Treasury’s New So-Called Transparency about Saudi-Held US Debt

According to Bloomberg, Treasury has for the first time ever not only revealed that it hides how much US debt the Saudis are holding, but how much debt that is: $117 billion dollars this month.

The U.S. would buy oil from Saudi Arabia and provide the kingdom military aid and equipment. In return, the Saudis would plow billions of their petrodollar revenue back into Treasuries and finance America’s spending.

It took several discreet follow-up meetings to iron out all the details, Parsky said. But at the end of months of negotiations, there remained one small, yet crucial, catch: King Faisal bin Abdulaziz Al Saud demanded the country’s Treasury purchases stay “strictly secret,” according to a diplomatic cable obtained by Bloomberg from the National Archives database.

With a handful of Treasury and Federal Reserve officials, the secret was kept for more than four decades—until now. In response to a Freedom-of-Information-Act request submitted by Bloomberg News, the Treasury broke out Saudi Arabia’s holdings for the first time this month after “concluding that it was consistent with transparency and the law to disclose the data,” according to spokeswoman Whitney Smith. The $117 billion trove makes the kingdom one of America’s largest foreign creditors.

For the record, I don’t think this is a secret. Some of it has been reported in histories of the JECOR petrol dollar laundering program. And, if I’m not mistaken (my copy is Audible not dead tree), the book The Oil Kings provides much more detail on the negotiations that set this up (and Henry Kissinger’s self-dealing as part of that process).

Also, the number Treasury released “consistent with transparency” is almost certainly bullshit. It’s not just me who thinks this is a bullshit number: so does some anonymous person who knows better.

Yet in many ways, the information has raised more questions than it has answered. A former Treasury official, who specialized in central bank reserves and asked not to be identified, says the official figure vastly understates Saudi Arabia’s investments in U.S. government debt, which may be double or more.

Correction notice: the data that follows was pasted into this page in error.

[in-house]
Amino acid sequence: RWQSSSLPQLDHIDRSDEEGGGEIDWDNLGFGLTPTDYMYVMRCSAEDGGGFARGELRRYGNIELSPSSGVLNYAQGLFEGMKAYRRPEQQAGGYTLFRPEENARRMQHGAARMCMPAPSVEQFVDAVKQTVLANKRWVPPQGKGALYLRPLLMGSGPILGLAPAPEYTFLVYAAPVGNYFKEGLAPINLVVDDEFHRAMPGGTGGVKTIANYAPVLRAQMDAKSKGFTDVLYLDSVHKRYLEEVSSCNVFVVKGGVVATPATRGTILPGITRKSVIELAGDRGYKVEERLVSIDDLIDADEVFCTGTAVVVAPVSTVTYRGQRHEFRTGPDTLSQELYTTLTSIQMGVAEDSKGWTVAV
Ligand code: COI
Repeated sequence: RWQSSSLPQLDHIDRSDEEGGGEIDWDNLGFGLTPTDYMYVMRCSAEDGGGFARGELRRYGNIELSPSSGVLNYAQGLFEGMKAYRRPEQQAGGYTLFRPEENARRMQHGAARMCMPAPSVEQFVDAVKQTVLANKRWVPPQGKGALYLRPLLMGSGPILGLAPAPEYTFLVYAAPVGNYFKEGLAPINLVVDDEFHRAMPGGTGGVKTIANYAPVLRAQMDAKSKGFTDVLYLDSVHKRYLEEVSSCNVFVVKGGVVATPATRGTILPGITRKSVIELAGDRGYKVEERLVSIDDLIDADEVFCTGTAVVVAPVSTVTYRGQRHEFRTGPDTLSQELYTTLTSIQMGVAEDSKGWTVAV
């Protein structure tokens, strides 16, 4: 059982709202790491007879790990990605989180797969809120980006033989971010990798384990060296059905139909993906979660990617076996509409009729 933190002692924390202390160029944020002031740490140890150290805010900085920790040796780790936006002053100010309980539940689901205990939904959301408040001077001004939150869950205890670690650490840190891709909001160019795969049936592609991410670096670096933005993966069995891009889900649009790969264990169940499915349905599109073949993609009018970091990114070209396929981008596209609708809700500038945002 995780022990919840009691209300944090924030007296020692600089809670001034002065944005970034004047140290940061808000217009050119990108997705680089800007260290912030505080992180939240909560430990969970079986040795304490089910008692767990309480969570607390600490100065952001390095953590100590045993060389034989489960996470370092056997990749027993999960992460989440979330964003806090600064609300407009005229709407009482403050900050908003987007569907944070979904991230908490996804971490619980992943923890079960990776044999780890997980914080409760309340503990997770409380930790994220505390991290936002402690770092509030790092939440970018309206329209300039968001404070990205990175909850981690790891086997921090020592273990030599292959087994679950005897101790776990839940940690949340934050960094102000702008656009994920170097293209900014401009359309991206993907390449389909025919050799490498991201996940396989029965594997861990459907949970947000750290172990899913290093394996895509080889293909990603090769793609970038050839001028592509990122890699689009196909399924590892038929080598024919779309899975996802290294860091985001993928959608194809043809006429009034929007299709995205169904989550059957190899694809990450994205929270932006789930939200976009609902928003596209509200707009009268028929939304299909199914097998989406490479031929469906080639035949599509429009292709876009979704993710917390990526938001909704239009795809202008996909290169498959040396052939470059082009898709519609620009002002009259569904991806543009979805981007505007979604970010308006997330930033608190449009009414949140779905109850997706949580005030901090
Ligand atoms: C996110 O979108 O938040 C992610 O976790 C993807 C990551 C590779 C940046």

More likely, the vehicle of exchange and secrecy set up in 1974 were renewed when the US and Saudis signed the similar Technical Cooperation Agreement in 2008, which got extended in 2013 until 2023. Which would suggest Treasury has a reason to show us the old-style debt holdings, but not whatever they have going on now.So in the interest of “transparency” (that is, in the interest of avoiding any panic as the Saudis threaten to dump US debt if we start releasing information the Kingdom’s role in sowing terrorism) Treasury has revealed the old-style arrangement, but not whatever is the core of what we’ve got going on now.

In other words, what Treasury’s so-called transparency actually tells us is the larger part of Saudi holdings (they threatened to dump $750 billion in US debt) are stashed somewhere even more secret than the original holdings. And they likely rolled out that even-more-secret stash in 2008, long after we knew they were sponsoring terrorism around the world.

Marcy Wheeler is an independent journalist writing about national security and civil liberties. She writes as emptywheel at her eponymous blog, publishes at outlets including Vice, Motherboard, the Nation, the Atlantic, Al Jazeera, and appears frequently on television and radio. She is the author of Anatomy of Deceit, a primer on the CIA leak investigation, and liveblogged the Scooter Libby trial.

Marcy has a PhD from the University of Michigan, where she researched the “feuilleton,” a short conversational newspaper form that has proven important in times of heightened censorship. Before and after her time in academics, Marcy provided documentation consulting for corporations in the auto, tech, and energy industries. She lives with her spouse in Grand Rapids, MI.